ALARMING too that eco-nuts are urging consumers to wash in cold water. Underwear and bed linens should be washed in the hottest water possible — my great-great-great grandmother, like any other smart person of her time, boiled laundry for a good reason. And they worry about a half-way nasty flu; I remember well the Hong Kong flu, which in my memory spanned two seasons, 68 and 69. Nobody washed anything but fancy stuff in cold water then, by golly!!!

    Maybe it’s healthier to be too dumb for smart appliances!

  • sippin_bourbon

    Eh, I had a front loader. Bought in the early 2000’s. It worked great. Very high spin cycle, good agitation. It worked great. Until it died. We got a nother front loader. It’s of the “smart” variety, but we have not had the issues you report. Different brand perhaps.

    My next appliance in terms of age is the fridge. Checking at the stores, you can still get a dumb fridge. That is my choice. I do not understand the “internet connected ” appliance push. Risk (hacking) to benefit (your out of milk) ratio seems to make it pointless.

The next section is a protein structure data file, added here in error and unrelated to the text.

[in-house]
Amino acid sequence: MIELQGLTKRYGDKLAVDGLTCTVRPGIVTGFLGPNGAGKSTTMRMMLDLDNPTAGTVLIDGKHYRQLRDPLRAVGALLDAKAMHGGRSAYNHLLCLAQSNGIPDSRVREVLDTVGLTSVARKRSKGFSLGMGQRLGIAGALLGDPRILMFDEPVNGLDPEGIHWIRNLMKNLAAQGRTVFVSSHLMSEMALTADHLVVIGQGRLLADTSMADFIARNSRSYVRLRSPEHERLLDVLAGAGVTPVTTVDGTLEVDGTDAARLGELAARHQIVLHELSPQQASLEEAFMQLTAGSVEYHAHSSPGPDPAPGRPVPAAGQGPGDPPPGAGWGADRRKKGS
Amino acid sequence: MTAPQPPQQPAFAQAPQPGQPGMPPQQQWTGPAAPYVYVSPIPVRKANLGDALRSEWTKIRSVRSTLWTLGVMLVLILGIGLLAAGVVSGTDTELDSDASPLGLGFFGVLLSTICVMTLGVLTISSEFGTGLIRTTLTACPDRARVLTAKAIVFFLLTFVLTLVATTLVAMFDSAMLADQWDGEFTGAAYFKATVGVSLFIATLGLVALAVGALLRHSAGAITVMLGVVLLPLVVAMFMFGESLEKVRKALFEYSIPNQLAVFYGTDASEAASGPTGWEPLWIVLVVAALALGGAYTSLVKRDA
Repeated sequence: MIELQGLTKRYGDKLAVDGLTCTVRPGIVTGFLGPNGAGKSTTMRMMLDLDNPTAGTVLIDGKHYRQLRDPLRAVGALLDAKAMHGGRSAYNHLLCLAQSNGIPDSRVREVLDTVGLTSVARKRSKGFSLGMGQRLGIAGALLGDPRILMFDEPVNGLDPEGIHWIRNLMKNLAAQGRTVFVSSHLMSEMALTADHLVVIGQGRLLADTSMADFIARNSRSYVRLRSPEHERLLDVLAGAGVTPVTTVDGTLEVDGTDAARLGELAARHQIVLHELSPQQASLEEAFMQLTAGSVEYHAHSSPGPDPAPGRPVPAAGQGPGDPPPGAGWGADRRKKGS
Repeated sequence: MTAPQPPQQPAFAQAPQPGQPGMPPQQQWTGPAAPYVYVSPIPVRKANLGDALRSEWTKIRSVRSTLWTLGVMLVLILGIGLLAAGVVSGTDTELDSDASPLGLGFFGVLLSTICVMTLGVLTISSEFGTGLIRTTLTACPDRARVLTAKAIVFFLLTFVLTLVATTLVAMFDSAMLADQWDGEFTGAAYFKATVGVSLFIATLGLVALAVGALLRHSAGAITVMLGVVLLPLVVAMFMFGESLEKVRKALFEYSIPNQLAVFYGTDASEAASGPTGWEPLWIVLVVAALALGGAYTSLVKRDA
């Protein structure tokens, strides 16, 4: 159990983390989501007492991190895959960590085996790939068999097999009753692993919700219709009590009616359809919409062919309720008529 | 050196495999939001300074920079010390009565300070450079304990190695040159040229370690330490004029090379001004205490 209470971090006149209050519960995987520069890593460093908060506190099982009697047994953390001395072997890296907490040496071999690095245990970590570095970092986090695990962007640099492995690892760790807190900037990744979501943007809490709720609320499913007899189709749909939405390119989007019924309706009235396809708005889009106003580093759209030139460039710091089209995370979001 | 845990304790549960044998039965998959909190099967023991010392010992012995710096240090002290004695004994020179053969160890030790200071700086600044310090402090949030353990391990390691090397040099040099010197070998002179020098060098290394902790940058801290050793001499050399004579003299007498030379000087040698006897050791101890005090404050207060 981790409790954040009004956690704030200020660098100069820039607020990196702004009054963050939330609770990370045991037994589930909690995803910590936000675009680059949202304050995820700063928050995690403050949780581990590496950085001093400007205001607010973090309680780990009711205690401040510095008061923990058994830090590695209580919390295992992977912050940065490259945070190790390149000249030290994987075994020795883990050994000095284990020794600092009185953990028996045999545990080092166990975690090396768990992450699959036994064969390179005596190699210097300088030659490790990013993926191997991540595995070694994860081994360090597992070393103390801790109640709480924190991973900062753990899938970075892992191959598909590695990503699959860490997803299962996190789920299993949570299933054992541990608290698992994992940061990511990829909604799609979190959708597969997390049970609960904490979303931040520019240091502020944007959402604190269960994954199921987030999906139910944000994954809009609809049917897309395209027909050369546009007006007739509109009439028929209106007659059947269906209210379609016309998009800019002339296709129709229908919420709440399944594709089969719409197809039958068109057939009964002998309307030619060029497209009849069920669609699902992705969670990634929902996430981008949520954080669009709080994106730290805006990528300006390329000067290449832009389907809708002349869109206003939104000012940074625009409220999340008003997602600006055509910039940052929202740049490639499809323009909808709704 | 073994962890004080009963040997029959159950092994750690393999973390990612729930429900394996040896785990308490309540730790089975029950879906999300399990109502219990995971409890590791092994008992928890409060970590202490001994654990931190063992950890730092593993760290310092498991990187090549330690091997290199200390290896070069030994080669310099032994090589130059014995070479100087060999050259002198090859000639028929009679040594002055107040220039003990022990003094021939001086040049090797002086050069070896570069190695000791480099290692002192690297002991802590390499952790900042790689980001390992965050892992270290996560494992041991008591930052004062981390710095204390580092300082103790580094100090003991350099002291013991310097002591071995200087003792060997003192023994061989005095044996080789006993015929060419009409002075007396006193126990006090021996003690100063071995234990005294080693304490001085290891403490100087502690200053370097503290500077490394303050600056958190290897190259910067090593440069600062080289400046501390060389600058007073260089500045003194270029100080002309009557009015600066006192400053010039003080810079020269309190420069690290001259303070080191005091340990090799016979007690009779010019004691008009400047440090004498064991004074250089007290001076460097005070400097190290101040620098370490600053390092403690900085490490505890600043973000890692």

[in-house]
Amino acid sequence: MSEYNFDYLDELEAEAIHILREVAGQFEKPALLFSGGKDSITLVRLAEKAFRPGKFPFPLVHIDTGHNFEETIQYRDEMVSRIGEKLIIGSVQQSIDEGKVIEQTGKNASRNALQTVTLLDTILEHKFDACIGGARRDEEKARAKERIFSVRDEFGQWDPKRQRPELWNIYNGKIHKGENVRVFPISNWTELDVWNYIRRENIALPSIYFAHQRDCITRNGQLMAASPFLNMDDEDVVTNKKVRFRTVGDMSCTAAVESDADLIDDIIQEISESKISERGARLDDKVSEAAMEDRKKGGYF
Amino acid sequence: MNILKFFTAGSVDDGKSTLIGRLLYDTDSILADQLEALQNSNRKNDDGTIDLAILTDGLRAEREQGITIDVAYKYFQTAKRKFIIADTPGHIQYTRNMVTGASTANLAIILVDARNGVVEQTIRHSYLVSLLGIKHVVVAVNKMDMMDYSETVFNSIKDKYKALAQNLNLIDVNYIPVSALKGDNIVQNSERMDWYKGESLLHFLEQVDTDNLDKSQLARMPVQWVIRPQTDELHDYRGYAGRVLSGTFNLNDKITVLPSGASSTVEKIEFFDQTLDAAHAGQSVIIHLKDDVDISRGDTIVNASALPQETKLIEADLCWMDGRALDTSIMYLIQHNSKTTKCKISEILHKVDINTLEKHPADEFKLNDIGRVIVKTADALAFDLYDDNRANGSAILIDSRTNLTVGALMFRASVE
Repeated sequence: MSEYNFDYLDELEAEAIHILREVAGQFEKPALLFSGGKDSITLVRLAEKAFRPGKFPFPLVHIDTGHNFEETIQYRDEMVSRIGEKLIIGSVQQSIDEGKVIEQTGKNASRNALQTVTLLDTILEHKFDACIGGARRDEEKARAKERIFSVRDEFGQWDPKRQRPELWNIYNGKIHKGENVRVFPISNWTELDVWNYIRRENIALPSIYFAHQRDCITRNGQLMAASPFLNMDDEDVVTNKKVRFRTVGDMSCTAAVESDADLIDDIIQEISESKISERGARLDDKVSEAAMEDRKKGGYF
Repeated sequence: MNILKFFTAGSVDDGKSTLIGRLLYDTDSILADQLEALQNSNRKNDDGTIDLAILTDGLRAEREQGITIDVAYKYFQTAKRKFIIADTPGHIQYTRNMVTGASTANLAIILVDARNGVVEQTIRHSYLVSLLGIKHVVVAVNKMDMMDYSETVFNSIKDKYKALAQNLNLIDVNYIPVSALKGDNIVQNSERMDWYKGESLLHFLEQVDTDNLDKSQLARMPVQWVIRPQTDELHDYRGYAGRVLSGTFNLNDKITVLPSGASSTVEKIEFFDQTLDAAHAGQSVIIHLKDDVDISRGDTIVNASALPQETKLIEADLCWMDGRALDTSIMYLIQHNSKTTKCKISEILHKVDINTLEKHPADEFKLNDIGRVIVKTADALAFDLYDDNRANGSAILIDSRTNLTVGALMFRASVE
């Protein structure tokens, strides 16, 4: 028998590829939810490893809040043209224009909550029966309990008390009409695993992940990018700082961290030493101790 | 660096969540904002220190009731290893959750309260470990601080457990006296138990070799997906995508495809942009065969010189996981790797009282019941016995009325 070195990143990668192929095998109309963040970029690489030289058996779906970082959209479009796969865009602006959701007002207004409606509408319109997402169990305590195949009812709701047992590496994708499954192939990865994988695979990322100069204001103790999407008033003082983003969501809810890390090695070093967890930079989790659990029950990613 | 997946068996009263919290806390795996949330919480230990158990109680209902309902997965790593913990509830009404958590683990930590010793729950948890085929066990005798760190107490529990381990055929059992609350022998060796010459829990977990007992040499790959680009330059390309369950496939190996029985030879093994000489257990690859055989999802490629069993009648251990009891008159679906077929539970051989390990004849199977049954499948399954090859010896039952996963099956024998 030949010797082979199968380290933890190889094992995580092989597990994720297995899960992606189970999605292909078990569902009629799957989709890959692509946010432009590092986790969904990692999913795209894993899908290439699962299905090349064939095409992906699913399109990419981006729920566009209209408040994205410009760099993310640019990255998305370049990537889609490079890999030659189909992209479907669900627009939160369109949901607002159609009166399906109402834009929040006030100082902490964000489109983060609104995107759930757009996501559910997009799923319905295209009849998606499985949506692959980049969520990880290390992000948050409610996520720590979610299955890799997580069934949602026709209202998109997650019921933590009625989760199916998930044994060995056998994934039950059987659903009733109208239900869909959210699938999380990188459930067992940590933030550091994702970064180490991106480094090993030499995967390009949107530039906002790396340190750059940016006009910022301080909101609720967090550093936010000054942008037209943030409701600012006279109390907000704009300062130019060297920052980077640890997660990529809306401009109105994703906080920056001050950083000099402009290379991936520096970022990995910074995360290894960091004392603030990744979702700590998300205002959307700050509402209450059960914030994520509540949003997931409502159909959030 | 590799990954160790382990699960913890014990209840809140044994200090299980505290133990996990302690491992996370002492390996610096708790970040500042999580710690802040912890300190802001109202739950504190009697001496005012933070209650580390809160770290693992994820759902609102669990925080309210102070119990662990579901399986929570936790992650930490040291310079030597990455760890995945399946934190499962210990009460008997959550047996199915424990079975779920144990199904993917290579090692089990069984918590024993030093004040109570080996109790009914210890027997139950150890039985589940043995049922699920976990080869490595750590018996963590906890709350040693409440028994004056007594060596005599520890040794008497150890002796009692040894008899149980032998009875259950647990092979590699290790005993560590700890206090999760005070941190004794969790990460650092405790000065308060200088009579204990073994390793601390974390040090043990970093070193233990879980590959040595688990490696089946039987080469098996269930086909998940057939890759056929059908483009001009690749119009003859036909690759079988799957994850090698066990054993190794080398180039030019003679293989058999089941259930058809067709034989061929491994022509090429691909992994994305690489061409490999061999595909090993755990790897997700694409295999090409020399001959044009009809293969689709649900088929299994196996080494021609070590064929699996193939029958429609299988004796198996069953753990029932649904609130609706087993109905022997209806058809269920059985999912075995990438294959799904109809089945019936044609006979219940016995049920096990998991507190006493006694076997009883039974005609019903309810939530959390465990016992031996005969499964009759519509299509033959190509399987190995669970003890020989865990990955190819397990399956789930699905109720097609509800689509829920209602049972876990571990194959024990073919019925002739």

• Gary

    I’ve always just defaulted to ‘dumb owner’.

  • Greg

    We came home from a trip to find the fridge dead. It was trying to start, but couldn’t get the compressor on. The service tech I called in diagnosed the dead relay switch in about two minutes; he had one in the truck, and he spent about ten minutes cleaning dust bunnies from underneath. He told us: “don’t ever let this one go. I spend most of my time repairing fridges that are 5-6 years old”. No idea how old it is as I acquired it in 1985 or so from a rental I lived in.
    I have an old upright freezer that I bought as a refurb with a new compressor in 1989. It looks like hell on the outside, all rusty and dinged, but it’s humming away in the garage today.

  • LocalFluff